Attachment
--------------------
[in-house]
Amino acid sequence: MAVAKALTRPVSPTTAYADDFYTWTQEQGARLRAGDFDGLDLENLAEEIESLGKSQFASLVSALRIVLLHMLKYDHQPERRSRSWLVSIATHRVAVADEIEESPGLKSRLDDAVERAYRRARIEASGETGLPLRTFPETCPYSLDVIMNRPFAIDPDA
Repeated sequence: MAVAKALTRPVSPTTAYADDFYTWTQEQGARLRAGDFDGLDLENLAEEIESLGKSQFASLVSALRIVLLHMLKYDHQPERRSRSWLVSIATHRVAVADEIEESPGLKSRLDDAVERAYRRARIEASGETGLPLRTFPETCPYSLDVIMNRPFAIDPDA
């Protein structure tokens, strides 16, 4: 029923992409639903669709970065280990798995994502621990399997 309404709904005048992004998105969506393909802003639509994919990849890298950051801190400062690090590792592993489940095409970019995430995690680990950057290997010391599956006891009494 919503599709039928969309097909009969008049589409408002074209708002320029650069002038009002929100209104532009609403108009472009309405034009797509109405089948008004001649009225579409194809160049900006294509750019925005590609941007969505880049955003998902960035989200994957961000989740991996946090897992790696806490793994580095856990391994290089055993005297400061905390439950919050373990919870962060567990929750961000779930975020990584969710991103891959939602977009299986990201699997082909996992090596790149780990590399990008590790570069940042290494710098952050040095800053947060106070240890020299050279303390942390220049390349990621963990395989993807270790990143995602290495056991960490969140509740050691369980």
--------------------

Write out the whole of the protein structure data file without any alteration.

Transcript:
[in-house]
Amino acid sequence: MAVAKALTRPVSPTTAYADDFYTWTQEQGARLRAGDFDGLDLENLAEEIESLGKSQFASLVSALRIVLLHMLKYDHQPERRSRSWLVSIATHRVAVADEIEESPGLKSRLDDAVERAYRRARIEASGETGLPLRTFPETCPYSLDVIMNRPFAIDPDA
Repeated sequence: MAVAKALTRPVSPTTAYADDFYTWTQEQGARLRAGDFDGLDLENLAEEIESLGKSQFASLVSALRIVLLHMLKYDHQPERRSRSWLVSIATHRVAVADEIEESPGLKSRLDDAVERAYRRARIEASGETGLPLRTFPETCPYSLDVIMNRPFAIDPDA
């Protein structure tokens, strides 16, 4: 029923992409639903669709970065280990798995994502621990399997 309404709904005048992004998105969506393909802003639509994919990849890298950051801190400062690090590792592993489940095409970019995430995690680990950057290997010391599956006891009494 919503599709039928969309097909009969008049589409408002074209708002320029650069002038009002929100209104532009609403108009472009309405034009797509109405089948008004001649009225579409194809160049900006294509750019925005590609941007969505880049955003998902960035989200994957961000989740991996946090897992790696806490793994580095856990391994290089055993005297400061905390439950919050373990919870962060567990929750961000779930975020990584969710991103891959939602977009299986990201699997082909996992090596790149780990590399990008590790570069940042290494710098952050040095800053947060106070240890020299050279303390942390220049390349990621963990395989993807270790990143995602290495056991960490969140509740050691369980």